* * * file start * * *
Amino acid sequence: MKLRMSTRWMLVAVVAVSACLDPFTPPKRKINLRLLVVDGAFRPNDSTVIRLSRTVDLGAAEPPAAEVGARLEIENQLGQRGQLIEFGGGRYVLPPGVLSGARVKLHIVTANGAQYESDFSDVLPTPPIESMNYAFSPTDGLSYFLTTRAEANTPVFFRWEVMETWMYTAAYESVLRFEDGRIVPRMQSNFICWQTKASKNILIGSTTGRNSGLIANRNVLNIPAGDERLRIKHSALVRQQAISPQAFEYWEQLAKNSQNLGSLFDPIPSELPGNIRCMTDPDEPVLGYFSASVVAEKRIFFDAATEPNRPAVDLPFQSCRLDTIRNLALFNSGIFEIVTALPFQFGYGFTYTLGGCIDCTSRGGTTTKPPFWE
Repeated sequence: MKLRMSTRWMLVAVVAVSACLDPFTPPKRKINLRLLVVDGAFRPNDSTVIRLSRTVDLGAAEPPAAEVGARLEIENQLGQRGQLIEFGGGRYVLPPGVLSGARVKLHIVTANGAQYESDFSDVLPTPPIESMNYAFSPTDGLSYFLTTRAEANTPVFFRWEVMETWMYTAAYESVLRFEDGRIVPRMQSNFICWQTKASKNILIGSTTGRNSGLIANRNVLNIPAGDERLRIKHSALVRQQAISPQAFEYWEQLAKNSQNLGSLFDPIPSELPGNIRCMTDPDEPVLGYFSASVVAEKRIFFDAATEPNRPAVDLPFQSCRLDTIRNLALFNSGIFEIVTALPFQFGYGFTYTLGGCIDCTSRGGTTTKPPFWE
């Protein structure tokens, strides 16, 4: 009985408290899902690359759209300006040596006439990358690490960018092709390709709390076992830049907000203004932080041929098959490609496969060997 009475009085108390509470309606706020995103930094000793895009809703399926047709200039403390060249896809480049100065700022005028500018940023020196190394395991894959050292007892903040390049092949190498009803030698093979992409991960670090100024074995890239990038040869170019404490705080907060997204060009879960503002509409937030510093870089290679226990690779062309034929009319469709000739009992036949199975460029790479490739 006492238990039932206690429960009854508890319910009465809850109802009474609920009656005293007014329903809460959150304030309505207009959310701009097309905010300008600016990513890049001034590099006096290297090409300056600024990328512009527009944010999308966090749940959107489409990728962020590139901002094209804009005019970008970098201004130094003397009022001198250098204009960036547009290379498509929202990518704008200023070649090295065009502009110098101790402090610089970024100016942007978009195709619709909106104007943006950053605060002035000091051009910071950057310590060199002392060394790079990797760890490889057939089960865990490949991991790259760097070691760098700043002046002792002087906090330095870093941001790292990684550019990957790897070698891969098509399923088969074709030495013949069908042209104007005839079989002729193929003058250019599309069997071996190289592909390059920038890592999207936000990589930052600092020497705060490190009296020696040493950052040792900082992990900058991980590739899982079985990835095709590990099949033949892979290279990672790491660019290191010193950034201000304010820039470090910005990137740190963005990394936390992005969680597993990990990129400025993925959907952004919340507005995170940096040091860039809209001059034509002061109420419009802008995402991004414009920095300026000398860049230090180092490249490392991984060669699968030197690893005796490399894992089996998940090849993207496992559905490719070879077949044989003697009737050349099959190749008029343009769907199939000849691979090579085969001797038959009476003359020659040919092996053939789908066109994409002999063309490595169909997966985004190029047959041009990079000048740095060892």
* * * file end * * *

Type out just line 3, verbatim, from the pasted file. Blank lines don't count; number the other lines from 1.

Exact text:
């Protein structure tokens, strides 16, 4: 009985408290899902690359759209300006040596006439990358690490960018092709390709709390076992830049907000203004932080041929098959490609496969060997 009475009085108390509470309606706020995103930094000793895009809703399926047709200039403390060249896809480049100065700022005028500018940023020196190394395991894959050292007892903040390049092949190498009803030698093979992409991960670090100024074995890239990038040869170019404490705080907060997204060009879960503002509409937030510093870089290679226990690779062309034929009319469709000739009992036949199975460029790479490739 006492238990039932206690429960009854508890319910009465809850109802009474609920009656005293007014329903809460959150304030309505207009959310701009097309905010300008600016990513890049001034590099006096290297090409300056600024990328512009527009944010999308966090749940959107489409990728962020590139901002094209804009005019970008970098201004130094003397009022001198250098204009960036547009290379498509929202990518704008200023070649090295065009502009110098101790402090610089970024100016942007978009195709619709909106104007943006950053605060002035000091051009910071950057310590060199002392060394790079990797760890490889057939089960865990490949991991790259760097070691760098700043002046002792002087906090330095870093941001790292990684550019990957790897070698891969098509399923088969074709030495013949069908042209104007005839079989002729193929003058250019599309069997071996190289592909390059920038890592999207936000990589930052600092020497705060490190009296020696040493950052040792900082992990900058991980590739899982079985990835095709590990099949033949892979290279990672790491660019290191010193950034201000304010820039470090910005990137740190963005990394936390992005969680597993990990990129400025993925959907952004919340507005995170940096040091860039809209001059034509002061109420419009802008995402991004414009920095300026000398860049230090180092490249490392991984060669699968030197690893005796490399894992089996998940090849993207496992559905490719070879077949044989003697009737050349099959190749008029343009769907199939000849691979090579085969001797038959009476003359020659040919092996053939789908066109994409002999063309490595169909997966985004190029047959041009990079000048740095060892």